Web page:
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Jun 02, 2018
02:14 AM

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Jun 02, 2018
02:14 AM

A chain is thrown over two nails

Inelastic flexible chain is thrown over two nails. There is no friction, no lock. How two parts of the chain are sagging. This system has one unstable equilibrium, when the length of the sagging sections of the chain are equal - see the Mathcad 15 sheet in attach. How to calculate two other stable equilibria, when one section of the chain approaches a straight line, but remains in the form of a catenary (see the picture).

15 REPLIES 15

Jun 03, 2018
09:08 AM

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Jun 03, 2018
09:08 AM

One solution - an animation and a Mathcad 15 sheet in attach!

Do you know more interesting solution&

And second!

I have searched tis task in Internet - now results!

May be I have done something wrong!

Jun 05, 2018
03:41 AM

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Jun 05, 2018
03:41 AM

I see on the wall and calculate with Mathcad two cases:

1.

2.

Jun 05, 2018
09:59 AM

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Jun 05, 2018
09:59 AM

You second graph is the saddle point stability?

Jun 05, 2018
11:56 AM

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Jun 05, 2018
11:56 AM

@Fred_Kohlhepp wrote:

You second graph is the saddle point stability?

I do not know!

I would like to understand this problem!

Jun 05, 2018
12:51 PM

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Jun 05, 2018
12:51 PM

If the two "loops" are equal length the system is stable; but if you make one just a bit longer (heavier) it will pull the other one until it's as long as it can be.

Loop A and Loop B

Saddle point stable: Loop A = Loop B

Stable 1: Loop A as long as possible, Loop B as short as possible

Stable 2: Loop B as long as possible, Loop A as short as possible

Jun 06, 2018
01:57 AM

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Jun 06, 2018
01:57 AM

Jun 06, 2018
06:52 AM

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Jun 06, 2018
06:52 AM

Very nice!

Anywhere the slope of your energy curve is zero is a "stable" point. But some are points to which the system will return while others are "saddle points." If a stable point is "perturbed" (move slightly off of the exact point) the system will return to the stable point. If a saddle point is perturbed, the system will move away from the saddle point. (The second derivative of energy tells the tale!)

Jun 20, 2018
03:51 AM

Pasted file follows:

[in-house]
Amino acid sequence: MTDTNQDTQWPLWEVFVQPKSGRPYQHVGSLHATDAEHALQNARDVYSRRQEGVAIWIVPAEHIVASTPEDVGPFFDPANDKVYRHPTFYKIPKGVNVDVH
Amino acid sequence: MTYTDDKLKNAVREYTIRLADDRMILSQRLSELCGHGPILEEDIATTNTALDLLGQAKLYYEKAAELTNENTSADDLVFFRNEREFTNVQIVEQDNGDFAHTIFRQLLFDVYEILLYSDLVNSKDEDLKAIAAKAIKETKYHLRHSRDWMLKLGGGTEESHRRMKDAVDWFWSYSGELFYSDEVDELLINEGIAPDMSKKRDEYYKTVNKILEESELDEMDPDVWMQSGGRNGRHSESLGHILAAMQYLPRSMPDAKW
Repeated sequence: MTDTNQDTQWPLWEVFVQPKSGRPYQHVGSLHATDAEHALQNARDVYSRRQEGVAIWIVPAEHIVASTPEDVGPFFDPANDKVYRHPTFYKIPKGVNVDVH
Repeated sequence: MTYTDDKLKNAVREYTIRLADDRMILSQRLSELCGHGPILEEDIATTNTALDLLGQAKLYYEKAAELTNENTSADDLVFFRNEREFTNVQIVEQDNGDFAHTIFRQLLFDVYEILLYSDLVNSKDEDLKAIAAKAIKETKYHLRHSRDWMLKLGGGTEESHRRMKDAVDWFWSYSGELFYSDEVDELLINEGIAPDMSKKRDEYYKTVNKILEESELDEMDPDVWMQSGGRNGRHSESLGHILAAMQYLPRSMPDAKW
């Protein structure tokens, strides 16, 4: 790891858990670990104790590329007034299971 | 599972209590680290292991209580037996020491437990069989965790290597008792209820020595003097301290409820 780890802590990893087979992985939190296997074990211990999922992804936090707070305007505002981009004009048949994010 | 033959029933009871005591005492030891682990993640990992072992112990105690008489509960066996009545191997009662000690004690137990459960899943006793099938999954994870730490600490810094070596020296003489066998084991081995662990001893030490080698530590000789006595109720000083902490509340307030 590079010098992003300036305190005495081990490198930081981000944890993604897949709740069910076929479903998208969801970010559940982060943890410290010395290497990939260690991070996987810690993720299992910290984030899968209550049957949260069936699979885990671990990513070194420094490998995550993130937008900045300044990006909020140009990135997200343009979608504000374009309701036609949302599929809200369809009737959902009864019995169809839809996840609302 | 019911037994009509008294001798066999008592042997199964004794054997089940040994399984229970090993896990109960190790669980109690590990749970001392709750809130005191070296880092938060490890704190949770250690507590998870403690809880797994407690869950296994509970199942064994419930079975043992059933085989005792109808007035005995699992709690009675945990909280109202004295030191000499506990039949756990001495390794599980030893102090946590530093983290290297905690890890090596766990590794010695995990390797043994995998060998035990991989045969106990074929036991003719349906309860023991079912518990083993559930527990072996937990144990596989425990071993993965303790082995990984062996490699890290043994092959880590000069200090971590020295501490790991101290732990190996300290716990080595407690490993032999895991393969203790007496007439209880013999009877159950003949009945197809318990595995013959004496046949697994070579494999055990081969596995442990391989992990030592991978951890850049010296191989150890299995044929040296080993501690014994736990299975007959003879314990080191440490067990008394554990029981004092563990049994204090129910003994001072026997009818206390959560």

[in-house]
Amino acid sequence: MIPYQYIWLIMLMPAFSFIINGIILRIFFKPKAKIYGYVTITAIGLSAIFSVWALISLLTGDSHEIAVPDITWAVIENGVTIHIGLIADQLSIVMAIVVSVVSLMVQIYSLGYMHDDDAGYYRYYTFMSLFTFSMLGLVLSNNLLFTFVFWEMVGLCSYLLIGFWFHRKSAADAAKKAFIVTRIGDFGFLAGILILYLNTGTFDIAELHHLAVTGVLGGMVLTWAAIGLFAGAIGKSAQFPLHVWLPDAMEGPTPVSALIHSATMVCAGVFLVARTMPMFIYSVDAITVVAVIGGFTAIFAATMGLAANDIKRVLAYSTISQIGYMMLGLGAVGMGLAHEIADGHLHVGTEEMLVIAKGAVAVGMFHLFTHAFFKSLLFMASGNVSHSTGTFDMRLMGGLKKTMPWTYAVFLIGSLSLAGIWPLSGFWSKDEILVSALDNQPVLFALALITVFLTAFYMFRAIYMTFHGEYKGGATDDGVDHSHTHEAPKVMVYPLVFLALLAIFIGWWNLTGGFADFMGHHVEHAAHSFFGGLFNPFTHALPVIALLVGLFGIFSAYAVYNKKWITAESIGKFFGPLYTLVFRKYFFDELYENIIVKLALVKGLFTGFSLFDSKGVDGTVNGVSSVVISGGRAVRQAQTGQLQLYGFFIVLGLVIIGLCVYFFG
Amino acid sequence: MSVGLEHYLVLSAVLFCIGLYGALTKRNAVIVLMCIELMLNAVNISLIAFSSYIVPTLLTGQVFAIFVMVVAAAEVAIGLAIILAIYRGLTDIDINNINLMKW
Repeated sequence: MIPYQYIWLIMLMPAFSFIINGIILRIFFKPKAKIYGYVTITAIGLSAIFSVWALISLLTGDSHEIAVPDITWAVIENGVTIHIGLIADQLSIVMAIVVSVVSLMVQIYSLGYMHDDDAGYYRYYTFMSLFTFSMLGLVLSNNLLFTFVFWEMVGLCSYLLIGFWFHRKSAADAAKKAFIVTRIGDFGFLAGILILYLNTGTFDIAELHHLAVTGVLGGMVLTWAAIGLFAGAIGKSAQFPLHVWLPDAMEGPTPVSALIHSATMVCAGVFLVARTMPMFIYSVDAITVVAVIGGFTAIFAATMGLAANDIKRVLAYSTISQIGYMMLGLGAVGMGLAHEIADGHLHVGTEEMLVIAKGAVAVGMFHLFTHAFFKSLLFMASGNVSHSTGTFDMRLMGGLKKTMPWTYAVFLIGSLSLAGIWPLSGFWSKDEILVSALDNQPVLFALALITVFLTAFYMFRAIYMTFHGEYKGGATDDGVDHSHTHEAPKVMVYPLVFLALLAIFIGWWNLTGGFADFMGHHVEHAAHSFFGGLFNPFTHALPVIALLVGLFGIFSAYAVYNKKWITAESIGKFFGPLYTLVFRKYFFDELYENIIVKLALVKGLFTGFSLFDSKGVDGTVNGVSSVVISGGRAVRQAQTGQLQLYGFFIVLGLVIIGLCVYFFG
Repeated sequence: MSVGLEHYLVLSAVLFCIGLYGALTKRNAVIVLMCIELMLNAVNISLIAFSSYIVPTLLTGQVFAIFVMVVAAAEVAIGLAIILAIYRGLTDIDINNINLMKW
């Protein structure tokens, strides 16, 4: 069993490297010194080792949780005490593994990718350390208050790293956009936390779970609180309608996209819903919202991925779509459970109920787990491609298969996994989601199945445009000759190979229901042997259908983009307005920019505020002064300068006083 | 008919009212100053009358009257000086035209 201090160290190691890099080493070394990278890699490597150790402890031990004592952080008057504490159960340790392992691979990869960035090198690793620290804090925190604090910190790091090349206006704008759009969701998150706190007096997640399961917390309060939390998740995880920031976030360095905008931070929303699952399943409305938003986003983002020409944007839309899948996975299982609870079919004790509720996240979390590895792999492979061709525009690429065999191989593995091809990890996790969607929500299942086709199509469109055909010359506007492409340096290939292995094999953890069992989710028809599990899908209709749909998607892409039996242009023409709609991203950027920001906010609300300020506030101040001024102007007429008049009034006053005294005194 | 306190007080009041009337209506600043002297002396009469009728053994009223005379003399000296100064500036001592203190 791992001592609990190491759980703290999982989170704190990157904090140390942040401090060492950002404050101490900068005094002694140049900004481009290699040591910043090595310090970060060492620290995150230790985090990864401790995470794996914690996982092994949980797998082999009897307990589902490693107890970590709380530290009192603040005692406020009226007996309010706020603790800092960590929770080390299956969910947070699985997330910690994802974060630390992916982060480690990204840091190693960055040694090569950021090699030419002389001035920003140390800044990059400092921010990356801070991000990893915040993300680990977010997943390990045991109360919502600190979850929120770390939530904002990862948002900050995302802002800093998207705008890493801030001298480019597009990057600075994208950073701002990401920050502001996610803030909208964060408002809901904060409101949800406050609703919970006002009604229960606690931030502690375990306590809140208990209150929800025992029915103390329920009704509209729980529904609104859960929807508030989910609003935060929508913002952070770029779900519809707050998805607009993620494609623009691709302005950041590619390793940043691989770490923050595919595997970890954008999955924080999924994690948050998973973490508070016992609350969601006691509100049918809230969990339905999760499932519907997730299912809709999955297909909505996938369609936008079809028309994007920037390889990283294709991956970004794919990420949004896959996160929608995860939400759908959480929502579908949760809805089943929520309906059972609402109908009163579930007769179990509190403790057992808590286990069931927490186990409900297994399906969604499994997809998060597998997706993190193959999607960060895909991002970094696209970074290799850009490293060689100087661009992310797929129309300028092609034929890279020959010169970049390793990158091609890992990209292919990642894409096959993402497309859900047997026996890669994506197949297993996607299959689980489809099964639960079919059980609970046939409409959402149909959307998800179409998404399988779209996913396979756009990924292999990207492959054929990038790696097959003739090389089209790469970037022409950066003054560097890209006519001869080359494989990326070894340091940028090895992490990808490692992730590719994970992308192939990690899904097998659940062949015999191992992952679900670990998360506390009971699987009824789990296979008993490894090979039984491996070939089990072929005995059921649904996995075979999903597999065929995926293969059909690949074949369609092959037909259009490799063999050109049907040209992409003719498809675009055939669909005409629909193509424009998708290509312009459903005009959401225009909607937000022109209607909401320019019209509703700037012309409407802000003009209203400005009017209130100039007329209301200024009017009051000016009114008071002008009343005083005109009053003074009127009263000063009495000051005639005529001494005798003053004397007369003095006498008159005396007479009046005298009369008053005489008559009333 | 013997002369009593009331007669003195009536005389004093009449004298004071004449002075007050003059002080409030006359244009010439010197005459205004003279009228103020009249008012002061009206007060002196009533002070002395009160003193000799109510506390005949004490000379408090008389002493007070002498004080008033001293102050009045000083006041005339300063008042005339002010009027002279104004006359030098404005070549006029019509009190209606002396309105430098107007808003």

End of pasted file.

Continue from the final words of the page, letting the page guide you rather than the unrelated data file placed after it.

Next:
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Jun 20, 2018
03:51 AM

@Fred_Kohlhepp wrote:

Very nice!

Anywhere the slope of your energy curve is zero is a "stable" point. But some are points to which the system will return while others are "saddle points." If a stable point is "perturbed" (move slightly off of the exact point) the system will return to the stable point. If a saddle point is perturbed, the system will move away from the saddle point. (The second derivative of energy tells the tale!)

There is not one but two case with the PE

See please the Mathcad 15 sheet. But it needs a long time to plot the PE(LU/L) chart!

Jun 20, 2018
04:36 AM

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Jun 20, 2018
04:36 AM

Is there a sharp border between the case 1 and 2. Or it is a fuzzy border?

Jun 29, 2018
09:29 AM

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Jun 29, 2018
09:29 AM

One boundary of numerical method

Jun 07, 2018
11:38 AM

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Jun 07, 2018
11:38 AM

An animation closer to reality would be that of the following system .....

Jun 07, 2018
12:18 PM

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Jun 07, 2018
12:18 PM

@-MFra- wrote:

An animation closer to reality would be that of the following system .....

No, closer to reality is that the tension in the two chains AT THE PULLEYS are equal, not at the same vertical points.

Jun 07, 2018
01:37 PM

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Jun 07, 2018
01:37 PM

T1 and T2 are the tensions in the branches 1 and 2 at the same abscissa. In the drawing we can see that the two vectors T1 and T2 on the abscissa x, are different ....Even in the hypothesis in which the pulleys are of infinitesimal radius, the tensions on the pulleys are identical in magnitude if the only acting force is the gravitational one acting on the masses of the chains or belts..........

Jun 08, 2018
01:34 AM

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Jun 08, 2018
01:34 AM

Like so?

Jun 08, 2018
03:24 AM

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Jun 08, 2018
03:24 AM

very beautiful. But the chain or the belt, it is too long .....furthermore it seems a transitory ... so there is friction .........